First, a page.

Once the outcomes of the investments were introduced in the survey, the effects of these outcomes on each of the MPI indicators (for example, if the investment impacted the adequate flooring and adequate external walls indicators) were identified. Following this, counterfactual scenarios were built with households that would no longer suffer deprivations in these indicators should the investment be made.

Finally, the MPI for those scenarios was calculated in order to determine how the general result would change year after year and how the number of people with deprivations in each one of these indicators would be reduced if the sectorial goals of the NPD were fulfilled. The exercise also made the same macroeconomic assumptions of the NDP, which are routinely set every four years.

These simulations made it possible to deliver sensible goals to the Office of the President. On the one hand, specific goals for the reduction in the multidimensional poverty rate (from 34.7% to 22.5% in four years) were added to the NDP. This was done by introducing MPI-related exercises to the traditional sectorial exercise for the design of development plans in Colombia. On the other hand, these simulations made it possible to populate the dashboard with specific goals, track the advances towards achieving them, and inform the policies and programs designed to achieve them in case the established milestones were not being met.

As can be seen in Figure 1, the dashboard was fed these simulations for each of the indicators of the C-MPI. Thus, for example, the baseline for the low educational achievement indicator for the year 2008 (58.8%), the annual goals, and the goal for the four-year period (52.8%) were available. After a year, the actual data was contrasted with the goal and the progress status was defined (red if improvement was 0%–10%, yellow if 10%–25%, and green if over 25%).

We can therefore see that 54.3% was estimated for that indicator for 2011 and that the actual figure was 54.6% (thus a green dot was assigned to the goal as substantial progress towards the goal was achieved). This enabled the President and the ministers to visualise the indicators very easily and, consequently, see the sectors where there were problems, allowing them to devise a solution, if necessary, in order not to miss the general goals.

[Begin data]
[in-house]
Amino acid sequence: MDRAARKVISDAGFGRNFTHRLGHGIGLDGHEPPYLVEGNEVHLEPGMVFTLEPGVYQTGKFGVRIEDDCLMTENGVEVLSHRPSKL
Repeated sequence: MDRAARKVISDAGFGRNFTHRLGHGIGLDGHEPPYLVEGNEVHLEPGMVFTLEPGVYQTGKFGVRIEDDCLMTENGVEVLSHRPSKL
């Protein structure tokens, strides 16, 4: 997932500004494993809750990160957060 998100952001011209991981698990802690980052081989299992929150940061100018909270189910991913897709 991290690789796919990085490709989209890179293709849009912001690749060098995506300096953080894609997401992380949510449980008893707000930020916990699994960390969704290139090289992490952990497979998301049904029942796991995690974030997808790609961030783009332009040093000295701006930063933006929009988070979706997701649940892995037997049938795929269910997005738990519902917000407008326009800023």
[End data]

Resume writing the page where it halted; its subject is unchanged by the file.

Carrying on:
Quarterly estimations of progress towards the goals were also done for some indicators based on administrative records. For example, the NPD team examined the administrative records of the health ministry each quarter to analyse the number of new enrolments in the health insurance system and the backgrounds of the new beneficiaries. This allowed them to calculate a proxy of improvements in specific indicators of the MPI within each year.

In general, the estimations of these exercises reasonably matched the observed outcomes. In some cases, delays were observed, but these were explained by management problems (which goes to show the value of these estimations as a tool for guiding public policy). However, other sectors accomplished their goals faster than expected, compensating for some of the delays. Therefore, the forecast was not met in detail, sector by sector, but the final aggregate ended up being very close.

This point is crucial for understanding the potential of the MPI as a public policy monitoring tool: While it is true that there is a corresponding expected path (a set of intermediate yearly milestones) for each indicator in order to reach the estimated overall goal for multidimensional poverty reduction, there exist multiple ways of achieving that goal. That is to say, the overall goal can be achieved by multiple combinations of improvements in the indicators. A delay in meeting one of the indicator goals due to unforeseen circumstances or management problems can be compensated for by improvements in other indicators above what was expected. In this sense, the dashboard can flag delays in progress towards specific indicator goals, but at the same time it shows alternatives for continuing improvements towards the overall goal at the desired speed.

It is important to stress that this exercise translated sectorial goals (financed and included in an investment plan) into simulations of how the C-MPI would change if they were met. However, this exercise could also be reversed: multidimensional poverty reduction goals can be set (as well as reductions in deprivations by indicator) and the cost of achieving this estimated using the same exercise. In this way, for example, a country could have an estimate of the cost of achieving a specific number of the SDGs or national priorities given reasonable assumptions with respect to the macroeconomic environment and the demographic and socioeconomic conditions.

The exercise of setting goals based on scenarios proved to be a very important organizational tool for social policy and enabled the sectors to understand the importance of coordinating efforts and the inter-connections of their work in terms of poverty reduction. It also gave the President an executive tool to monitor the poverty reduction efforts of the government. The C-MPI contributed to turning a multidimensional concept of poverty into multisector public policy.


Original in Spanish. Translated by Alicia Holliday. Read 5th Dimensions Issue here.


Colombia IPM Colombia MPI MPI Colombia Multidimensional Poverty